The Real Value of 'Made in'…
How well do you know your own clothes? Do you usually read the tag before purchasing to see the country of origin? More often than not, we as consumers are ambivalent about where our clothes are manufactured.
But this is changing, as a society, we are beginning to challenge the ignorant system. A spillover effect from the food industry has created a mini-boom of labels and companies worldwide that are proudly trumpeting their provenance. In fact, ‘local’ is fast becoming a common unique selling point for almost anything. But when you dig deeper, the problem gets more complicated.
For decades the fashion industry has been producing its garments in developing countries. China, Bangladesh, India and Cambodia all offer low labour costs, a seemingly endless workforce and reasonable shipping costs – China alone amounts for a fifth of all manufacturing globally. But in the last few years, with the rise of oil prices and transport costs worldwide, these attractive margins are shrinking. Costs associated with land, environmental and safety regulations as well as production taxes have also seen a hike, which is making manufacturers rethink their supply chain strategies. A return to domestic production has been seen across the world, from America to the United Kingdom, and seems to be here to stay.
The budget speech by UK chancellor George Osbourne had one fil-rouge throughout: "We want the words 'made in Britain, created in Britain, designed in Britain, invented in Britain' to drive our nation forward." This call to action was not unheeded. The British Fashion Council’s Report on The Future of Fashion highlighted a rise in domestic fashion manufacturing from 2.0 to 2.5 per cent. It is also predicted that by 2015 UK fashion manufacturing will contribute 2.1 billion to the GDP and employ nearly 70,000 people. This is promising. A brand returning home will increase their brand equity and gain a certain cachet - something essential in the fashion industry.
But certain questions are beginning to crop up. Burberry still makes its iconic trench on British soil. Mulberry does the same – manufacturing 30 per cent of their fashion forward bags at their factories in the Mendips. But Mulberry is foreign owned and Burberry still manufactures well over half of its garments overseas. Does this take away from the attractive Britishness of the brand? Even Sir Paul Smith, the golden boy of Britain and a fashion ambassador for the UK, designs in the UK but manufactures in Italy. So do these factors have weight on how we as consumers view these brands?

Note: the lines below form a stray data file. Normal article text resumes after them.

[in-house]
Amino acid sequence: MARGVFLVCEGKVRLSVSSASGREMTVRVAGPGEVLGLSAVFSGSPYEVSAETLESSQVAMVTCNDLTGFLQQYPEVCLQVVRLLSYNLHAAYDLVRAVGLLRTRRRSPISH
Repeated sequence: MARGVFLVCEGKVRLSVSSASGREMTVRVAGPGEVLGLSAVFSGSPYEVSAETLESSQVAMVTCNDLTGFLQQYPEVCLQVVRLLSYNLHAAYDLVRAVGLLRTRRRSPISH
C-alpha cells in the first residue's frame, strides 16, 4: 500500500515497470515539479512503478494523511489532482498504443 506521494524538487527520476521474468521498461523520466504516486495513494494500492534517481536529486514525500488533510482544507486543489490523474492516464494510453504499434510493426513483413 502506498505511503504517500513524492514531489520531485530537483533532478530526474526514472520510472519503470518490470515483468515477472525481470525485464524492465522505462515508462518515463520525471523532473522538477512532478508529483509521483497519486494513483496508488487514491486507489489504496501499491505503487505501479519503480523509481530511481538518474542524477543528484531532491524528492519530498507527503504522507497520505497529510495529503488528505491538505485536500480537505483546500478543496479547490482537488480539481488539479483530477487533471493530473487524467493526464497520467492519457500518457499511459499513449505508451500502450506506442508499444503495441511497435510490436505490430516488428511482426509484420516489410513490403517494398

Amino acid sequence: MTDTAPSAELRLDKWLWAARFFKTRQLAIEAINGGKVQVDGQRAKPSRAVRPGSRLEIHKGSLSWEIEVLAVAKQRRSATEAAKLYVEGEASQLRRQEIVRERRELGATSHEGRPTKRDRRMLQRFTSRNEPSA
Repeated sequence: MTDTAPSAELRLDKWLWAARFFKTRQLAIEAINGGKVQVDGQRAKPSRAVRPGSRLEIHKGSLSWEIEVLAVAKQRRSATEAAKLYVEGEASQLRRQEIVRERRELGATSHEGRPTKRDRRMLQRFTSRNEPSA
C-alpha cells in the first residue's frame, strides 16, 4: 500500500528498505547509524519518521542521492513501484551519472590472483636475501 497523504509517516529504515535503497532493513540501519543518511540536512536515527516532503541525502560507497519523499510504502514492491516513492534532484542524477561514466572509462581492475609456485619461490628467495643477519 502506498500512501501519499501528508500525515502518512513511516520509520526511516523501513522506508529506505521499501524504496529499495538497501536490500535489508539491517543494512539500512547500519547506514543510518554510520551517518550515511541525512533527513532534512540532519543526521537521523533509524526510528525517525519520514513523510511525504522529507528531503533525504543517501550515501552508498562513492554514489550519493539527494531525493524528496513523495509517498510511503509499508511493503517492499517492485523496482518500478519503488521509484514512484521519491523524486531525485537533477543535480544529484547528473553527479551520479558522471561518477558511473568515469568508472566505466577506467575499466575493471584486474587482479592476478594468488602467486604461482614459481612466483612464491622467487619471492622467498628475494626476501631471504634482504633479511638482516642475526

The UK is not the only country experiencing these woes. Italy has long been celebrated for retaining its manufacturing sector inside its geographical borders – in 2011 it employed 447,000 people and generated a turnover of €52 billion. Yet even Italy has has been experiencing its own “Made in…” crisis. Prato, a major manufacturing hub in Italy has been fiercely protectionist about retaining their “Made in Italy” status, to the point where outsourcing has come to them. The city is facing a culture clash as roughly 15% of the population – an estimated 25,000 Chinese migrant workers – have poured in to work the city’s garment and textile factories. This makes Prato the home to the largest concentration of Chinese people in Europe, and an educational goldmine. Many migrant workers have come over – legally and otherwise – to learn from Italian craftsman before striking out and establishing their own form of “pronto moda” – fast fashion.
By mastering the supply chain they have drastically slashed the overall production time - it only takes two weeks to produce a catwalk ‘patterned’ garment in Prato, compared to the two months it takes back in China. Using homegrown connections, they are able to source cheap cloth, dye it to spec, use local trimmings and sell to European buyers all under the “Made in Italy” label. This situation is estimated to channel $1.5 million of profit a day to China – with the wages steering clear of the local economy, as the Chinese prefer to repatriate their earnings.
Policy makers are addressing these issues in both Italy and the UK, but the broader topic seems to require a re-evaluation of the ‘Made in…’ labelling concept. As country of origin lines are becoming increasingly blurry and the majority of production now takes place in low-labour cost countries, with finishing treatments completing the garment in Europe to add value, how much traceability should be involved in fashion? What is the long-term fate of fashion manufacturing in post-industrial countries, and does it warrant concern? As the ‘locavore’ continues to value and seek out products with intrinsic heritage that are domestically produced, will this create a more transparent attitude towards production, or continue the hunt for the lowest bottom line? A fundamental change is afoot, but the processes behind need to be clarified before a real difference can be made within the industry.